Initial Catalyst Impressions

I’ve been using Catalyst at home for nearly six weeks now and I guess two weeks at work. I feel that now is a good time for me to list some of my impressions.

The angle that I am coming from is mostly CGI::Application, which means very bare bones.

The first thing that I got for free with Catalyst was configuration file support. Less than a week after switching to Catalyst our customer asked me if we could change the database connection easily. Previously I had that set in an environment variable in the Apache config. Although that’s still something my customer could easily do, it’s certainly not as easy as other forms of configuration.

Chained Actions are an interesting way to allow code reuse in Catalyst controllers. Basically they allows one to automatically call a number of methods in a given order automatically based on the path. One would typically set various per-request values (stash) in the chained methods. The following is an example.

method load_req($c, $id): Chained('/') PathPart('groups') CaptureArgs(1) {
   my $user = $c->user->obj;
   $c->stash->{group} = $user->created_groups->find($id);
}

method view($c): Chained('load_req') PathPart('') {
   $c->stash->{selected} = { map { $_->id => 1 } $c->stash->{group}->users };
   $c->stash->{template} = 'groups/view.tt';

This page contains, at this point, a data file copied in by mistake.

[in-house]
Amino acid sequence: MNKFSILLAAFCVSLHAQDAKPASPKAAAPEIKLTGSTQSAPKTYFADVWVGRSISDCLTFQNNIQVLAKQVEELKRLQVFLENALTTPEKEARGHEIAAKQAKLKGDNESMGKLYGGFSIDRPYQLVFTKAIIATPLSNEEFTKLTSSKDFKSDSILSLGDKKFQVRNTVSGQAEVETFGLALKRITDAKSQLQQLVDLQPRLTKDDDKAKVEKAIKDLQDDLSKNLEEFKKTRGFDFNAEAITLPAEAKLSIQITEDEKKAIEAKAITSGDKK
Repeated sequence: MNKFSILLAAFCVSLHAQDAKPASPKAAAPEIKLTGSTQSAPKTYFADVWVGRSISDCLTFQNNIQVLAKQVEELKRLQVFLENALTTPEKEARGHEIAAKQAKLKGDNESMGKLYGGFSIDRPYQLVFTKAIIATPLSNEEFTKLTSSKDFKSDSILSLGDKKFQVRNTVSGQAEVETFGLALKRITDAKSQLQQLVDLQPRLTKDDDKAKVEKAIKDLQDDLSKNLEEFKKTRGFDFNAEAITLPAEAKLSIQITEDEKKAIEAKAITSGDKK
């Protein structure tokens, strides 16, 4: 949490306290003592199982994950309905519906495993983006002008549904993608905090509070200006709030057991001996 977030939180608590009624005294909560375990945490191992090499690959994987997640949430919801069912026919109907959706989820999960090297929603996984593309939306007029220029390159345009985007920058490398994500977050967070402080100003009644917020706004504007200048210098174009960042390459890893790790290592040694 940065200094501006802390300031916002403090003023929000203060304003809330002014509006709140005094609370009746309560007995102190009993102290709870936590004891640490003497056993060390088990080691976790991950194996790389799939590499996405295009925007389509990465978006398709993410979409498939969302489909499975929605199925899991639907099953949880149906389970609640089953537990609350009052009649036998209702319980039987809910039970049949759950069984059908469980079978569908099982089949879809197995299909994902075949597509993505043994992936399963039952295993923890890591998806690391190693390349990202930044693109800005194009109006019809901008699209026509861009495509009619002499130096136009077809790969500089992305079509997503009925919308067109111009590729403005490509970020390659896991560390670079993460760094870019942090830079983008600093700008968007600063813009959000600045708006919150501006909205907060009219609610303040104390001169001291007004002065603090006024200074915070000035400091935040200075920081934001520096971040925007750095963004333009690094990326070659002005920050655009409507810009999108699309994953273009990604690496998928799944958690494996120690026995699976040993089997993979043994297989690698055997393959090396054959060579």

}

method add($c) :Chained('load_req') PathPart('add') {
   my $group = $c->stash->{group};
   my $user = $c->user->obj;

   # find people who are already friends
   my $friends_to_add = $user->friends->search({
         id => { -in => $c->req->params->{friends} }
      });

   while (my $friend = $friends_to_add->next) {
      $group->add_to_users($friend);
   }

   $c->response->redirect(
      $c->uri_for( $c->controller('Group')->action_for('view'), [$group->id] )
   );
   return;
}

So basically how that works is that /groups/1 will call load_req and then view whereas /groups/1/add will call load_req and then add. You can see that because load_req starts the chain (‘/’), names itself groups (PathPart), and then says it takes a single argument (CaptureArg). But it cannot be called directly, because it’s not an endpoint. Any argument with CaptureArgs is not an endpoint. This isn’t a tutorial, so I won’t try to explain it in depth. Either way, it can significantly increase code reuse.

Flexibility is another great thing about Catalyst. Catalyst::Action::REST allows one to easily use Catalyst in a RESTful manner. It automatically handles serialization, deserialization, and dispatching. Here’s the cool thing; when there is an error in my app at work it needs to return a 500 as well as valid JSON. A REST controller will return an html error if there are errors. I don’t want to override the end method, because it’s what does the deserialization. Moose to the rescue! Basically what I do is define a before method that will put data in the stash if there are errors. Then the real end method runs and outputs the errors as JSON. Again, this isn’t a Moose tutorial, so I won’t show all the details. Maybe another post.

Of course because of the increase complexity Catalyst is harder to learn, but I haven’t actually found it that much harder than CGIApp. It’s nice and regular, so once you know where to look in the doc for what you need it’s not that bad. Although I guess that’s the same as most large projects :-)

Posted Wed, Aug 5, 2009